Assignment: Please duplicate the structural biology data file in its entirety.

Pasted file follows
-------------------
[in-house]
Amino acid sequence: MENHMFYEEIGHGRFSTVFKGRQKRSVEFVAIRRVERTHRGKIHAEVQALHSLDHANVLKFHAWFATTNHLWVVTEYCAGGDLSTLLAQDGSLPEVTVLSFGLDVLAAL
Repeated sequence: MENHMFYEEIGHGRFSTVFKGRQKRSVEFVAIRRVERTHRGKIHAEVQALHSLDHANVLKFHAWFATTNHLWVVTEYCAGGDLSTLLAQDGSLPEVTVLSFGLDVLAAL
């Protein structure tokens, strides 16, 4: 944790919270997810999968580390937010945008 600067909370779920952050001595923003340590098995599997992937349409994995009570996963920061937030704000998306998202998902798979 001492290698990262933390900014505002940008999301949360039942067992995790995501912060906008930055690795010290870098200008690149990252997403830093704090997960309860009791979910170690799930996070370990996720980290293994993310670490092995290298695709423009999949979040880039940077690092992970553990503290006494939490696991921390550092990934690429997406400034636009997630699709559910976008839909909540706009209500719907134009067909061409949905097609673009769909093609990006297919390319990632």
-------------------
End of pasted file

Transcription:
[in-house]
Amino acid sequence: MENHMFYEEIGHGRFSTVFKGRQKRSVEFVAIRRVERTHRGKIHAEVQALHSLDHANVLKFHAWFATTNHLWVVTEYCAGGDLSTLLAQDGSLPEVTVLSFGLDVLAAL
Repeated sequence: MENHMFYEEIGHGRFSTVFKGRQKRSVEFVAIRRVERTHRGKIHAEVQALHSLDHANVLKFHAWFATTNHLWVVTEYCAGGDLSTLLAQDGSLPEVTVLSFGLDVLAAL
């Protein structure tokens, strides 16, 4: 944790919270997810999968580390937010945008 600067909370779920952050001595923003340590098995599997992937349409994995009570996963920061937030704000998306998202998902798979 001492290698990262933390900014505002940008999301949360039942067992995790995501912060906008930055690795010290870098200008690149990252997403830093704090997960309860009791979910170690799930996070370990996720980290293994993310670490092995290298695709423009999949979040880039940077690092992970553990503290006494939490696991921390550092990934690429997406400034636009997630699709559910976008839909909540706009209500719907134009067909061409949905097609673009769909093609990006297919390319990632």